He was offered a post as an astronomer in Greifswald in 1816 and then a post as a mathematician at Dorpat in 1819. He refused both, partly through his belief in the high quality of Leipzig University, partly through his loyalty to Saxony. In 1825 Mollweide died and Möbius hoped to transfer to his chair of mathematics taking the route Mollweide had taken earlier. However it was not to be and another mathematician was preferred for the post.

By 1844 Möbius's reputation as a researcher led to an invitation from the University of Jena and at this stage the University of Leipzig gave him the Full Professorship in astronomy which he clearly deserved.

From the time of his first appointment at Leipzig Möbius had also held the post of Observer at the Observatory at Leipzig. He was involved the rebuilding of the Observatory and, from 1818 until 1821, he supervised the project. He visited several other observatories in Germany before making his recommendations for the new Observatory. In 1820 he married and he was to have one daughter and two sons. In 1848 he became director of the Observatory.

In 1844 Grassmann visited Möbius. He asked Möbius to review his major work *Die lineale Ausdehnungslehre, ein neuer Zweig der Mathematik* (1844) which contained many results similar to Möbius's work. However Möbius did not understand the significance of Grassmann's work and did not review it. He did however persuade Grassmann to submit work for a prize and, after Grassmann won the prize, Möbius did write a review of his winning entry in 1847.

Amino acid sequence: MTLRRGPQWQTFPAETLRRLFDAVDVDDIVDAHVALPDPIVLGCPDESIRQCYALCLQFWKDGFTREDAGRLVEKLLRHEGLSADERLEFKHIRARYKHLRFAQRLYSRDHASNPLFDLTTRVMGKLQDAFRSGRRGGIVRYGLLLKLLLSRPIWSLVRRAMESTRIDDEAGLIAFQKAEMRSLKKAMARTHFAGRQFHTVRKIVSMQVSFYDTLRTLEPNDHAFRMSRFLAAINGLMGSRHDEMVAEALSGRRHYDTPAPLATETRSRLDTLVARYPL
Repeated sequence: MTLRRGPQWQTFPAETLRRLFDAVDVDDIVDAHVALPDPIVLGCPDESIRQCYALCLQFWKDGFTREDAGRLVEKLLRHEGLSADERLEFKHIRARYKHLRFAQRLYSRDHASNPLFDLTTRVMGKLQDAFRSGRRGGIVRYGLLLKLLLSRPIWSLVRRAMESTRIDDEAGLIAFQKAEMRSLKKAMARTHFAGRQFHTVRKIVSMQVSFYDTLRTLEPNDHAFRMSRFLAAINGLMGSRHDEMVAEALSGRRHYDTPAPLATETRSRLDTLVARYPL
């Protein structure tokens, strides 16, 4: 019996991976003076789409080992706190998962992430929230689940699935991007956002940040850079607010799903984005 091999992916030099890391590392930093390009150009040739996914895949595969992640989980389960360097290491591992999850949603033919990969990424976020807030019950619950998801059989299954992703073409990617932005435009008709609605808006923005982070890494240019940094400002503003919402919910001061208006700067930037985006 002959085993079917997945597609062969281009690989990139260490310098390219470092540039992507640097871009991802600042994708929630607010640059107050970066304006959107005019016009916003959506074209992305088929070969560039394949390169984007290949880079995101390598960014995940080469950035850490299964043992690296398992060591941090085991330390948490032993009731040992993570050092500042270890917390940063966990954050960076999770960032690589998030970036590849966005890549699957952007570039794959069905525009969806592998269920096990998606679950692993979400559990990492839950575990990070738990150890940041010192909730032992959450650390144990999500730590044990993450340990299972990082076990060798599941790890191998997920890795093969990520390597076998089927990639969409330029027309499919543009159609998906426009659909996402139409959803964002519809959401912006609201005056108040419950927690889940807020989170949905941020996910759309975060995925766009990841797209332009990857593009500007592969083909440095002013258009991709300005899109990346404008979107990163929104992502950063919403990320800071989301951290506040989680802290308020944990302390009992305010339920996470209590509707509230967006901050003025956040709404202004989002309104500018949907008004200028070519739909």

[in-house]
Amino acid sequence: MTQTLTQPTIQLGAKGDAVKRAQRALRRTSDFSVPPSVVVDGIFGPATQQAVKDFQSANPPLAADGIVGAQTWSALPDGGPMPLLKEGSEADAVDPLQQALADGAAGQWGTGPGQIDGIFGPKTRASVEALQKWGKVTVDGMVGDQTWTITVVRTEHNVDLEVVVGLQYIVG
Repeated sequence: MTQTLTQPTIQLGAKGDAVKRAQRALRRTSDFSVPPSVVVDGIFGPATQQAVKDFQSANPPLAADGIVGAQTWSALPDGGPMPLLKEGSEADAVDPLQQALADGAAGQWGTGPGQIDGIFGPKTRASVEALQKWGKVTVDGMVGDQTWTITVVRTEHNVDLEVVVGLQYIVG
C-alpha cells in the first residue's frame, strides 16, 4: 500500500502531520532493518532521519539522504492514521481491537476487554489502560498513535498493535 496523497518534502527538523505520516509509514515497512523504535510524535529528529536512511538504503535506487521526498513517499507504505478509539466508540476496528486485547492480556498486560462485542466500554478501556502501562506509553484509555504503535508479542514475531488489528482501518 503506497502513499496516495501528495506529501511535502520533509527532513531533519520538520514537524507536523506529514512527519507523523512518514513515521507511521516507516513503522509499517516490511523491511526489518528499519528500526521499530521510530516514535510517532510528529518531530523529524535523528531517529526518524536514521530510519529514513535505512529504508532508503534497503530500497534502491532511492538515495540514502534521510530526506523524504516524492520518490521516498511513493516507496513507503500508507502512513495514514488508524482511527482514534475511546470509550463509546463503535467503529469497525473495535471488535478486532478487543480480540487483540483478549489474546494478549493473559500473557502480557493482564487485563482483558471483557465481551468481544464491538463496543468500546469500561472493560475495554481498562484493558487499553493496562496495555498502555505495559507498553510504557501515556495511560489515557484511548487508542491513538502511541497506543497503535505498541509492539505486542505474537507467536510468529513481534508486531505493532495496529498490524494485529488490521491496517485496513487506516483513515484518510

Although his most famous work is in mathematics, Möbius did publish important work on astronomy. He wrote *De Computandis Occultationibus Fixarum per Planetas* (1815) concerning occultations of the planets. He also wrote on the principles of astronomy, *Die Hauptsätze der Astronomie* (1836) and on celestial mechanics *Die Elemente der Mechanik des Himmels* (1843).

Möbius's mathematical publications, although not always original, were effective and clear presentations. His contributions to mathematics are described by his biographer Richard Baltzer in [3] as follows:-

The inspirations for his research he found mostly in the rich well of his own original mind. His intuition, the problems he set himself, and the solutions that he found, all exhibit something extraordinarily ingenious, something original in an uncontrived way. He worked without hurrying, quietly on his own. His work remained almost locked away until everything had been put into its proper place. Without rushing, without pomposity and without arrogance, he waited until the fruits of his mind matured. Only after such a wait did he publish his perfected works...